Taking A Second Look at FIRST'
The second edition of Flexographic Image Reproduction Specifications and Tolerances includes nine sections of new guidelines. Will more printers take the plunge and implement it?
by Susan Friedman
If there's an earthquake, scientists look to the Richter scale to gauge its magnitude. If there's a flexo job in the works, the FFTA hopes printers will turn just as automatically to FIRST (Flexographic Image Reproduction Specifications and Tolerances) for concrete technical indicators.
The FIRST guidelines, originally released as a 95-page booklet in November '97, are designed to improve flexo quality and consistency, reduce cycle time, control costs, and put flexo on a level (or better) playing field with offset and gravure.
Almost immediately after FIRST made its debut, a committee was formed to hammer out the second edition, released at the second FIRST conference in November '99. Additions include new specifications for inks, substrates, digital photography and color management, as well as expanded specifications for plates, bar codes, anilox rolls, and communications.
Tom Cooper, prepress team leader at Rock-Tenn Company/Alliance Group and co-chairman of the second FIRST conference, says highlights of the second edition include the bar code specifications, which address the increased accountability inherent in using UPCs; ink specifications, which pursue customer-driven color management demands; and implementation/communications, which outline key players for pre-production meetings and how to establish project timelines and approval tracks.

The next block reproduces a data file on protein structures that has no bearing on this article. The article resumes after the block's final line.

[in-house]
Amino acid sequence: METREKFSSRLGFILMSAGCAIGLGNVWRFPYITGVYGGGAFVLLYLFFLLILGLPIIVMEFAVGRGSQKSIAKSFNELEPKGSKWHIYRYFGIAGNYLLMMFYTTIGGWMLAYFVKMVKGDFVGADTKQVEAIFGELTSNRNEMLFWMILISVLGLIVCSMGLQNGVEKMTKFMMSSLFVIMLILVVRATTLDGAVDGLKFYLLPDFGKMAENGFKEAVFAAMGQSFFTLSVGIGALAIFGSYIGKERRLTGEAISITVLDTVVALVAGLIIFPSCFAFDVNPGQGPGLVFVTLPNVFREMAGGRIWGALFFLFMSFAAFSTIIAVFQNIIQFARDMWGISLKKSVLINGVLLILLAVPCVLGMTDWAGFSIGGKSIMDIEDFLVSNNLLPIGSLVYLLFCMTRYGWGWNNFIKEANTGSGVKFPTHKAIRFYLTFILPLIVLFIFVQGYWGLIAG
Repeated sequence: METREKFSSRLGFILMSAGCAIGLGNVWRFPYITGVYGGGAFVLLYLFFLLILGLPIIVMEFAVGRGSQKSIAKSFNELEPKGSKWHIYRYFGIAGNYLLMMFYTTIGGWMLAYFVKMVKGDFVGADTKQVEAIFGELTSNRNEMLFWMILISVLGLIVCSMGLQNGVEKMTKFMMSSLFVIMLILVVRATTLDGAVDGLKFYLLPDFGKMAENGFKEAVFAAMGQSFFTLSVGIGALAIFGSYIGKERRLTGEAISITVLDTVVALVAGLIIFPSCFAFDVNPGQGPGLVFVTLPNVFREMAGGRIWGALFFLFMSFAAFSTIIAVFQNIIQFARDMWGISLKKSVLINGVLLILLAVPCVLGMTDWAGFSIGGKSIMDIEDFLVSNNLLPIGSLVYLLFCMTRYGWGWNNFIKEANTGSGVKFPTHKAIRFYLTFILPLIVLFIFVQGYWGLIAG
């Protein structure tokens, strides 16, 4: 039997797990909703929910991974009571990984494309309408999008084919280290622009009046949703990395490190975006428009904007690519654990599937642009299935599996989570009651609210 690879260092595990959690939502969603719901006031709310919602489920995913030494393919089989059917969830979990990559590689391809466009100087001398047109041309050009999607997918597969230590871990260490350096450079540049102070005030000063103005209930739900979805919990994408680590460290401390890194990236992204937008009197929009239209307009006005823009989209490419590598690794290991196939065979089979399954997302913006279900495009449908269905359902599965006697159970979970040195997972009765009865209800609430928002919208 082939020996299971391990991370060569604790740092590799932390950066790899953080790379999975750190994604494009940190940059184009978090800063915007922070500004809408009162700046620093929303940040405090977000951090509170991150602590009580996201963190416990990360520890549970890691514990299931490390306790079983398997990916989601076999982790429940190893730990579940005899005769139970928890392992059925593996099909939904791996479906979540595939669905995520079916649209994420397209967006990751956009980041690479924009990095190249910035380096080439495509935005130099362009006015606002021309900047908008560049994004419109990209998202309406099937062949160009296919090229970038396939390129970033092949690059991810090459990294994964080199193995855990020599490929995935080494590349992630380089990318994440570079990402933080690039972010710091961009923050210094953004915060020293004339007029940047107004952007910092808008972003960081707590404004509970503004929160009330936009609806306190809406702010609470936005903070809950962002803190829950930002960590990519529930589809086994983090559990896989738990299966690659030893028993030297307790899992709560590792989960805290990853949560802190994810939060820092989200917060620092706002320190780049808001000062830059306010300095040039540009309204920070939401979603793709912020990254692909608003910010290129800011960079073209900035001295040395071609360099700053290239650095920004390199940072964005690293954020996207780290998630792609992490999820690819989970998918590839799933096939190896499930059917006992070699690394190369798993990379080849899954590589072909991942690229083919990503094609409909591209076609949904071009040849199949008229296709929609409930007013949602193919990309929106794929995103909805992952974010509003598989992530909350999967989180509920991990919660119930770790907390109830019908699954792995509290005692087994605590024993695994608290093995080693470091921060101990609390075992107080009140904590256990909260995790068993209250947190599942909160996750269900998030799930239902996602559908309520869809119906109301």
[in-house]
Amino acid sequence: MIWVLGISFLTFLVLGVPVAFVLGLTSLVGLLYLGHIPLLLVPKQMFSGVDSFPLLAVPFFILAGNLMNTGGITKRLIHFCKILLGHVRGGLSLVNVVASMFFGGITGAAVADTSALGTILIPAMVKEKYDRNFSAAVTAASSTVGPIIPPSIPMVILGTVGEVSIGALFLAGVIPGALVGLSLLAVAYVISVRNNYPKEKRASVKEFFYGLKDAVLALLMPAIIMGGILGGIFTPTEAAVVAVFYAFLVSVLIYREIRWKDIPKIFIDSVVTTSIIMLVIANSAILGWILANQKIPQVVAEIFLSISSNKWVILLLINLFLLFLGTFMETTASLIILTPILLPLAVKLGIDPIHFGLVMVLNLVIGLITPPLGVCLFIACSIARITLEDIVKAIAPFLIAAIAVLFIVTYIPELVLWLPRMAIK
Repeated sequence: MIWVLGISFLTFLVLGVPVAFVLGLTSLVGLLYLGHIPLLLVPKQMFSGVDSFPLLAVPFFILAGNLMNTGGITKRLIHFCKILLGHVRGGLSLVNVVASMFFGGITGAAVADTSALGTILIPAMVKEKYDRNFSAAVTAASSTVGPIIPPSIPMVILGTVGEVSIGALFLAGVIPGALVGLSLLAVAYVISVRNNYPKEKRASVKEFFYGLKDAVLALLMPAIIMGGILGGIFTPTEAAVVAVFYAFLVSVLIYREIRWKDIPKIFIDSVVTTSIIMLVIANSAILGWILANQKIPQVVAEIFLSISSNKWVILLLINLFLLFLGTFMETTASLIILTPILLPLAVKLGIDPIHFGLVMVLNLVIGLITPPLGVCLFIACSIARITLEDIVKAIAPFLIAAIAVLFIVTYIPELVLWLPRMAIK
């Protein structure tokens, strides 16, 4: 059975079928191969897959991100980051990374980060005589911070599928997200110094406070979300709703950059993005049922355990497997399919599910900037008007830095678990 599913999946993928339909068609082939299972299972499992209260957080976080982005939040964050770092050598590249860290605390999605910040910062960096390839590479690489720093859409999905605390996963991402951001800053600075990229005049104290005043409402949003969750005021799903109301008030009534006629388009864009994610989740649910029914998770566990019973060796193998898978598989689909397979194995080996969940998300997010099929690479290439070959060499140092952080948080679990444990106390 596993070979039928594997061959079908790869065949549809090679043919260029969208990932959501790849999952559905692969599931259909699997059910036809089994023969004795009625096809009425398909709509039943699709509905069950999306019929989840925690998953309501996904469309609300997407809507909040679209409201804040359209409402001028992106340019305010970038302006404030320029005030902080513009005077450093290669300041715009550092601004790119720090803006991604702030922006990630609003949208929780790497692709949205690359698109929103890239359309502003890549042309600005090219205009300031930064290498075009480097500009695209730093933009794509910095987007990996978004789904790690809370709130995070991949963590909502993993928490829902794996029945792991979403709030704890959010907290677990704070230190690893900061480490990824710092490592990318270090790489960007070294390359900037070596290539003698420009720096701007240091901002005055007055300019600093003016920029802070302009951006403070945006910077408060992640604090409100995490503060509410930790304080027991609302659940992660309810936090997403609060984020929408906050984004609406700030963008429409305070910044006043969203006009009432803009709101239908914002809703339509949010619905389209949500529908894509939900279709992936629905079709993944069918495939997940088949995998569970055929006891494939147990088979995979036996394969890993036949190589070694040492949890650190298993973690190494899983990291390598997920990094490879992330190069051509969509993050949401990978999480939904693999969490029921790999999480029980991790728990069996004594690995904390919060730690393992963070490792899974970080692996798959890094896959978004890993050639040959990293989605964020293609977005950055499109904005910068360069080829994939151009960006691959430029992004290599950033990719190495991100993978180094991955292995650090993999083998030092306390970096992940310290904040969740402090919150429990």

A force behind the new ink/pigment specifications that caused so much excitement was David Argent, product manager at Progressive Ink. Argent says many flexo printers are in the chaotic position of having different pigments for the same color targets in different dispensers from plant to plant. The root of the problem is the practice of specifying pigments by street name, e.g., cyan blue, which in addition to causing pigment inconsistencies, can lead to the use of 20 pigments when 10 to 12 would suffice.